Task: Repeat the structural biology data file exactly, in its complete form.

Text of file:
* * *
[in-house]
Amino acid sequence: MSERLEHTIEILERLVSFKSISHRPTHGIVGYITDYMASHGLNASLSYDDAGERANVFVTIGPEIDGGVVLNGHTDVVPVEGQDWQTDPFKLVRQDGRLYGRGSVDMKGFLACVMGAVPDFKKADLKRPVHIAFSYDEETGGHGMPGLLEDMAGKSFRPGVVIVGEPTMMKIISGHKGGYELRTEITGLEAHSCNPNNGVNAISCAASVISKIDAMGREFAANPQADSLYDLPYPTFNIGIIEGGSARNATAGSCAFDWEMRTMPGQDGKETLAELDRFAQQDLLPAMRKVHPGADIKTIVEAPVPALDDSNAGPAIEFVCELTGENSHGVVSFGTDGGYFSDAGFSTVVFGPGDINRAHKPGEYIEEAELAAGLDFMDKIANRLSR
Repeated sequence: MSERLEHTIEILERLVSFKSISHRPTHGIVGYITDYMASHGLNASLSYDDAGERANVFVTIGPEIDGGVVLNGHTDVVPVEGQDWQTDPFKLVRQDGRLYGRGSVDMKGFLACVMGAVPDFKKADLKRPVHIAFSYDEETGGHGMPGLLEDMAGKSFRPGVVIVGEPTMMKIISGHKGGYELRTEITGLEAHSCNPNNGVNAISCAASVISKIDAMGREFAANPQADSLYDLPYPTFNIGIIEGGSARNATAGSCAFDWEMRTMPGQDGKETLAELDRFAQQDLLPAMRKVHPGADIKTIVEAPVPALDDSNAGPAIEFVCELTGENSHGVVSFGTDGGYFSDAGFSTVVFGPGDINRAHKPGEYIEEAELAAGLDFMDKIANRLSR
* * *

[in-house]
Amino acid sequence: MSERLEHTIEILERLVSFKSISHRPTHGIVGYITDYMASHGLNASLSYDDAGERANVFVTIGPEIDGGVVLNGHTDVVPVEGQDWQTDPFKLVRQDGRLYGRGSVDMKGFLACVMGAVPDFKKADLKRPVHIAFSYDEETGGHGMPGLLEDMAGKSFRPGVVIVGEPTMMKIISGHKGGYELRTEITGLEAHSCNPNNGVNAISCAASVISKIDAMGREFAANPQADSLYDLPYPTFNIGIIEGGSARNATAGSCAFDWEMRTMPGQDGKETLAELDRFAQQDLLPAMRKVHPGADIKTIVEAPVPALDDSNAGPAIEFVCELTGENSHGVVSFGTDGGYFSDAGFSTVVFGPGDINRAHKPGEYIEEAELAAGLDFMDKIANRLSR
Repeated sequence: MSERLEHTIEILERLVSFKSISHRPTHGIVGYITDYMASHGLNASLSYDDAGERANVFVTIGPEIDGGVVLNGHTDVVPVEGQDWQTDPFKLVRQDGRLYGRGSVDMKGFLACVMGAVPDFKKADLKRPVHIAFSYDEETGGHGMPGLLEDMAGKSFRPGVVIVGEPTMMKIISGHKGGYELRTEITGLEAHSCNPNNGVNAISCAASVISKIDAMGREFAANPQADSLYDLPYPTFNIGIIEGGSARNATAGSCAFDWEMRTMPGQDGKETLAELDRFAQQDLLPAMRKVHPGADIKTIVEAPVPALDDSNAGPAIEFVCELTGENSHGVVSFGTDGGYFSDAGFSTVVFGPGDINRAHKPGEYIEEAELAAGLDFMDKIANRLSR